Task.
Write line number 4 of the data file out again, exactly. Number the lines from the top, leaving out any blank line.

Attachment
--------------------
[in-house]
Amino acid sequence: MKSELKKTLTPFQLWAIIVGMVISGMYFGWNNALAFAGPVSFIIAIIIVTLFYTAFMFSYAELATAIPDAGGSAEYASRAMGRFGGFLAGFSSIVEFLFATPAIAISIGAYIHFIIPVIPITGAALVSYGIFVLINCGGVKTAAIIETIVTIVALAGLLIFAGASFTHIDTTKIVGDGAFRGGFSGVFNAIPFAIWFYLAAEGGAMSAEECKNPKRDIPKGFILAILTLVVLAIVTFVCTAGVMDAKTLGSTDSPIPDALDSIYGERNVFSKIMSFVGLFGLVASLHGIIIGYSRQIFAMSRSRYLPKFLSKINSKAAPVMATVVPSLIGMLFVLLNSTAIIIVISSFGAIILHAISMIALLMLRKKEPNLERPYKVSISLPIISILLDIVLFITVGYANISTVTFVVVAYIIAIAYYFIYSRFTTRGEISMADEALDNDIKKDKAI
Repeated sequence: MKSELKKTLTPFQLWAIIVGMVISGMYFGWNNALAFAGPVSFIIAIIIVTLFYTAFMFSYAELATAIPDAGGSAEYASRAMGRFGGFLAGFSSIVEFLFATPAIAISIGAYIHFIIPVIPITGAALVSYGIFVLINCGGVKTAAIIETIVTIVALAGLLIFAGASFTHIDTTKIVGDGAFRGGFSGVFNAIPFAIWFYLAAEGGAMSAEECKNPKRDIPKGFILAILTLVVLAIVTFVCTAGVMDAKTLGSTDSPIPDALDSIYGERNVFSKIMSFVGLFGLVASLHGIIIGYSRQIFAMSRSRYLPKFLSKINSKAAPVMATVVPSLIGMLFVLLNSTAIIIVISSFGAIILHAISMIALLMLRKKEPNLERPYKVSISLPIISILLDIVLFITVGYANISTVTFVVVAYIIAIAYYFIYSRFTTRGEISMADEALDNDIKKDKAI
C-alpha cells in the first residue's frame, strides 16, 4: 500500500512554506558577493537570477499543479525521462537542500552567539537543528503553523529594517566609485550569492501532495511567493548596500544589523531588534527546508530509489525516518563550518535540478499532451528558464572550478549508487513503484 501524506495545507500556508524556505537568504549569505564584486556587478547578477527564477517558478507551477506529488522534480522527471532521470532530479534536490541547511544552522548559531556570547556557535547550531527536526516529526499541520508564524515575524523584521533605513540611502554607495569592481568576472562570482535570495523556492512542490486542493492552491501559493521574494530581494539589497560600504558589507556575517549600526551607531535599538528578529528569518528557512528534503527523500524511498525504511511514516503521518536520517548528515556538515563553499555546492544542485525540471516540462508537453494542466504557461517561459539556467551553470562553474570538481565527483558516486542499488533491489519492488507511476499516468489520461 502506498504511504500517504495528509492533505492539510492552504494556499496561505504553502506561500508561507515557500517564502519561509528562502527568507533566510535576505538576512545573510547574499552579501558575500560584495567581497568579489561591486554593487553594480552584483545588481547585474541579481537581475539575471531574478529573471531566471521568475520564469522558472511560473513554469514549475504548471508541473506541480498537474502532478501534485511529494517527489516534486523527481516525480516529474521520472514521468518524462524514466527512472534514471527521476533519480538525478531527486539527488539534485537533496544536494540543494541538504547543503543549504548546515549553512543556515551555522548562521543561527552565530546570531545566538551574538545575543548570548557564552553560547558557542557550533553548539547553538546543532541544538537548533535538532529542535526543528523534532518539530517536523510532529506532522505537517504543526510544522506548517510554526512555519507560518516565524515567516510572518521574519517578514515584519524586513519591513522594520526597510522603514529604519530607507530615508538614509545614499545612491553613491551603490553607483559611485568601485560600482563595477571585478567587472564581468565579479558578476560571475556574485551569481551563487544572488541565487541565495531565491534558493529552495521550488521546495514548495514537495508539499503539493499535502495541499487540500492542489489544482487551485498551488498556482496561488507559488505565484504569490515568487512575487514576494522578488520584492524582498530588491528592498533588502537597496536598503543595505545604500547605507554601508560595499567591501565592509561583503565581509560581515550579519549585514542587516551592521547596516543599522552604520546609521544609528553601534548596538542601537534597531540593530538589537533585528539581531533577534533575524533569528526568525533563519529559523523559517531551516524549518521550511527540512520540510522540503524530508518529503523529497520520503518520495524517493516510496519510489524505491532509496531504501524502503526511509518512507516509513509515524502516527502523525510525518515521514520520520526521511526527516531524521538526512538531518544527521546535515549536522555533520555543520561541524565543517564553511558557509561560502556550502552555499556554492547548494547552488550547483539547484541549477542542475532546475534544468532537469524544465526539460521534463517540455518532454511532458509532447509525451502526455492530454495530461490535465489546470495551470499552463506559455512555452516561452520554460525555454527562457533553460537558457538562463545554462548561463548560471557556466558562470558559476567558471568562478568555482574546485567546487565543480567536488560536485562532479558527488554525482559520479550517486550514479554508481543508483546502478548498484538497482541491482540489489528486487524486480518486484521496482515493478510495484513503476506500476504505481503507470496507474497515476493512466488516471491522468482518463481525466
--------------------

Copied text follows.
C-alpha cells in the first residue's frame, strides 16, 4: 500500500512554506558577493537570477499543479525521462537542500552567539537543528503553523529594517566609485550569492501532495511567493548596500544589523531588534527546508530509489525516518563550518535540478499532451528558464572550478549508487513503484 501524506495545507500556508524556505537568504549569505564584486556587478547578477527564477517558478507551477506529488522534480522527471532521470532530479534536490541547511544552522548559531556570547556557535547550531527536526516529526499541520508564524515575524523584521533605513540611502554607495569592481568576472562570482535570495523556492512542490486542493492552491501559493521574494530581494539589497560600504558589507556575517549600526551607531535599538528578529528569518528557512528534503527523500524511498525504511511514516503521518536520517548528515556538515563553499555546492544542485525540471516540462508537453494542466504557461517561459539556467551553470562553474570538481565527483558516486542499488533491489519492488507511476499516468489520461 502506498504511504500517504495528509492533505492539510492552504494556499496561505504553502506561500508561507515557500517564502519561509528562502527568507533566510535576505538576512545573510547574499552579501558575500560584495567581497568579489561591486554593487553594480552584483545588481547585474541579481537581475539575471531574478529573471531566471521568475520564469522558472511560473513554469514549475504548471508541473506541480498537474502532478501534485511529494517527489516534486523527481516525480516529474521520472514521468518524462524514466527512472534514471527521476533519480538525478531527486539527488539534485537533496544536494540543494541538504547543503543549504548546515549553512543556515551555522548562521543561527552565530546570531545566538551574538545575543548570548557564552553560547558557542557550533553548539547553538546543532541544538537548533535538532529542535526543528523534532518539530517536523510532529506532522505537517504543526510544522506548517510554526512555519507560518516565524515567516510572518521574519517578514515584519524586513519591513522594520526597510522603514529604519530607507530615508538614509545614499545612491553613491551603490553607483559611485568601485560600482563595477571585478567587472564581468565579479558578476560571475556574485551569481551563487544572488541565487541565495531565491534558493529552495521550488521546495514548495514537495508539499503539493499535502495541499487540500492542489489544482487551485498551488498556482496561488507559488505565484504569490515568487512575487514576494522578488520584492524582498530588491528592498533588502537597496536598503543595505545604500547605507554601508560595499567591501565592509561583503565581509560581515550579519549585514542587516551592521547596516543599522552604520546609521544609528553601534548596538542601537534597531540593530538589537533585528539581531533577534533575524533569528526568525533563519529559523523559517531551516524549518521550511527540512520540510522540503524530508518529503523529497520520503518520495524517493516510496519510489524505491532509496531504501524502503526511509518512507516509513509515524502516527502523525510525518515521514520520520526521511526527516531524521538526512538531518544527521546535515549536522555533520555543520561541524565543517564553511558557509561560502556550502552555499556554492547548494547552488550547483539547484541549477542542475532546475534544468532537469524544465526539460521534463517540455518532454511532458509532447509525451502526455492530454495530461490535465489546470495551470499552463506559455512555452516561452520554460525555454527562457533553460537558457538562463545554462548561463548560471557556466558562470558559476567558471568562478568555482574546485567546487565543480567536488560536485562532479558527488554525482559520479550517486550514479554508481543508483546502478548498484538497482541491482540489489528486487524486480518486484521496482515493478510495484513503476506500476504505481503507470496507474497515476493512466488516471491522468482518463481525466